What lies beneath
Liquid pumped into the ground to generate geothermal power may have triggered a large earthquake that shook part of South Korea last November, Carolyn Gramling reported in “Pumping water underground for power may have triggered South Korean quake” (SN: 5/26/18, p. 8).
Reader Elizabeth McDowell asked if there may be a link between geothermal power generation at a plant in Hawaii and the ongoing Kilauea eruption.
“Did the geothermal plant inject so much water down those wells that it not only caused earthquakes but a huge eruption?” she asked. “Maybe the lava is pointing an accusatory finger at the cause by encroaching on the geothermal plant itself.… I think Hawaii should be the researchers’ next case study!”
Think before you spit
Consumers are jumping on the genetic testing bandwagon. While the test results can be fun and informative, many people don’t know what else might be in store.
As part of Science News’ special multipart series “Genetic testing goes mainstream” (SN: 5/26/18, p. 20), Cassie Martin reported on the potential privacy risks. Read “Privacy and consumer genetic testing don’t always mix” on the Science & the Public blog (SN Online: 6/5/18).
South Korea’s geothermal plant is an “enhanced geothermal system” that involves injecting fluids at high pressures into the subsurface to produce energy. These high-pressure injections have been identified as likely culprits in earthquakes near enhanced geothermal plants in Switzerland as well.
But Hawaii’s geothermal power plant doesn’t require any high-pressure injections; its location next to a volcano is no accident. The subsurface there is already fractured and very hot, well-suited for geothermal power generation, Gramling says. In other words, injections didn’t cause Kilauea to erupt.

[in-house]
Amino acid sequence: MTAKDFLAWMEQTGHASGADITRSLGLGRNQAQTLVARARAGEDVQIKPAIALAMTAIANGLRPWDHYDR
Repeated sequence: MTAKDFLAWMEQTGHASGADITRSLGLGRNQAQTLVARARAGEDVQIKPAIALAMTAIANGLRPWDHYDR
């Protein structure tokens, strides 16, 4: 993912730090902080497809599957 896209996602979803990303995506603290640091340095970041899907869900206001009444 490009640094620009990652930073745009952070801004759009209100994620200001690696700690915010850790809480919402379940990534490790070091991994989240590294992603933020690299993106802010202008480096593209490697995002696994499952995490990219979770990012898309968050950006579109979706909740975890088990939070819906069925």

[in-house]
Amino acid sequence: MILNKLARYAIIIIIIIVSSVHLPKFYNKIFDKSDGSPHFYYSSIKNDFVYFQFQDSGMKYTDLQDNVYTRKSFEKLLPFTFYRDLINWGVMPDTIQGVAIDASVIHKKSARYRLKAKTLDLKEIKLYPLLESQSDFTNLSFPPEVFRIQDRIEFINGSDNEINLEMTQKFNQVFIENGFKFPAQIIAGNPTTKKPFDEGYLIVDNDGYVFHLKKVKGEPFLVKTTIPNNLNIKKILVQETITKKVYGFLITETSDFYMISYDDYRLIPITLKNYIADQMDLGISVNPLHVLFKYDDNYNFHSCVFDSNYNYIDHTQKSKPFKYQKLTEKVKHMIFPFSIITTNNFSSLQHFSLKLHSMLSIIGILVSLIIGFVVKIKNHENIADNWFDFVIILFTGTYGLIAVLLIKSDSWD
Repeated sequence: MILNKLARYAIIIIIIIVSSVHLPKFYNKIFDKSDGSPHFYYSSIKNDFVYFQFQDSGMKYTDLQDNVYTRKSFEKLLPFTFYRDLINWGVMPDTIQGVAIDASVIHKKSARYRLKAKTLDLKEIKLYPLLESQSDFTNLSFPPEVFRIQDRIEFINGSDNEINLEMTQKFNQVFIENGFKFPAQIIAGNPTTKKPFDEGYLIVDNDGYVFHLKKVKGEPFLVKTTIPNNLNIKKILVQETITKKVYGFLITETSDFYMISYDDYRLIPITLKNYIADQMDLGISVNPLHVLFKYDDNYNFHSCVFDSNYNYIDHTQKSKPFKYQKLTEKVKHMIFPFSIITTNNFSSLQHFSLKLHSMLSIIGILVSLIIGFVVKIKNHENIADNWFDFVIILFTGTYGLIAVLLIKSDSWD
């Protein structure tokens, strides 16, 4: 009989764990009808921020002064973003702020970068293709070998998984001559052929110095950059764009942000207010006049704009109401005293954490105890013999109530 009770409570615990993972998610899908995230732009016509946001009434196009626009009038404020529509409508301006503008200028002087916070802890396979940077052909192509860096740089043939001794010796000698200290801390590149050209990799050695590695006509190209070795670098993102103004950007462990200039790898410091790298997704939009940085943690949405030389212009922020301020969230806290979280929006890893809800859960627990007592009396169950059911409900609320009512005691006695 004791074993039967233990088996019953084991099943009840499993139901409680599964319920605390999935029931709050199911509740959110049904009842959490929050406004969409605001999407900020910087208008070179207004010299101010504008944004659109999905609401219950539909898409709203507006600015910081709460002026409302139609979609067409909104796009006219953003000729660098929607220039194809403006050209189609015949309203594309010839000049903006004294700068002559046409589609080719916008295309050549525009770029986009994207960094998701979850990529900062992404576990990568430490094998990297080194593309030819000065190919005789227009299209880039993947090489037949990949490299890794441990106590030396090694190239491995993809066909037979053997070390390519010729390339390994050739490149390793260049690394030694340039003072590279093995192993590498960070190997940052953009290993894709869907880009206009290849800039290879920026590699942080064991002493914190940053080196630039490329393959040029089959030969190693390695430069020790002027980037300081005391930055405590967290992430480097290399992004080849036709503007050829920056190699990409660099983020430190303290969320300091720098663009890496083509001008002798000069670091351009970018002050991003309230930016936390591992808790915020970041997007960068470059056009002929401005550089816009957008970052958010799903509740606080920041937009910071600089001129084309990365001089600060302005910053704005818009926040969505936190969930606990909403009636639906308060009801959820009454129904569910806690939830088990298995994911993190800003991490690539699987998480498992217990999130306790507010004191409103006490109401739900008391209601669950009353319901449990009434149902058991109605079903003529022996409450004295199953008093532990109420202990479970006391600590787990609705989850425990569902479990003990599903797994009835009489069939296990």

Break it down
Researchers created a new kind of plastic polymer that could, in theory, be infinitely recyclable, Laurel Hamers reported in “This plastic can be recycled over and over and over again” (SN: 5/26/18, p. 12).
Online reader Mark S. wondered how the plastic could be commercialized.
“Without an easy way to separate recyclable plastic from the mass of nonrecyclable plastic, it doesn’t seem like there would be much [of a] market,” he wrote. He suggested embossing the new plastic with a bar code that would allow an artificial intelligence sorting system to separate it.
Throwing the new recyclable plastic in with your regular recycling pickup would probably be a waste of the plastic’s unique properties, Hamers agrees. “This isn’t necessarily a barrier to commercialization. Existing biodegradable and compostable plastics face a similar challenge. Such plastics break down only under the right microbial conditions, but can end up in a landfill without those environments,” she says. A challenge will be to figure out how to divert these special recyclables into their own production streams, perhaps by using bar codes, as Mark S. proposes, or through a direct-to-manufacturer return process, she says.
After human activities shrunk dusky seaside sparrows’ breeding grounds in 1968, the last of the species died in captivity nearly 20 years later at the Walt Disney World Resort in Orlando, Fla., Bethany Brookshire reported in “50 years ago, scientists warned of a sparrow’s extinction” (SN: 5/26/18, p. 4).
“Inquiring minds want to know why the world’s last dusky sparrow suffered the indignity of dying at Disney World, amid thousands of parents who were wishing they were dead,” online reader Jan Steinman wrote.
The bird lived in captivity on Discovery Island, a now-defunct zoological park. Discovery Island housed a sparrow breeding program as part of Disney’s wildlife conservation efforts. “No word from the birds on how they felt about it,” Brookshire says.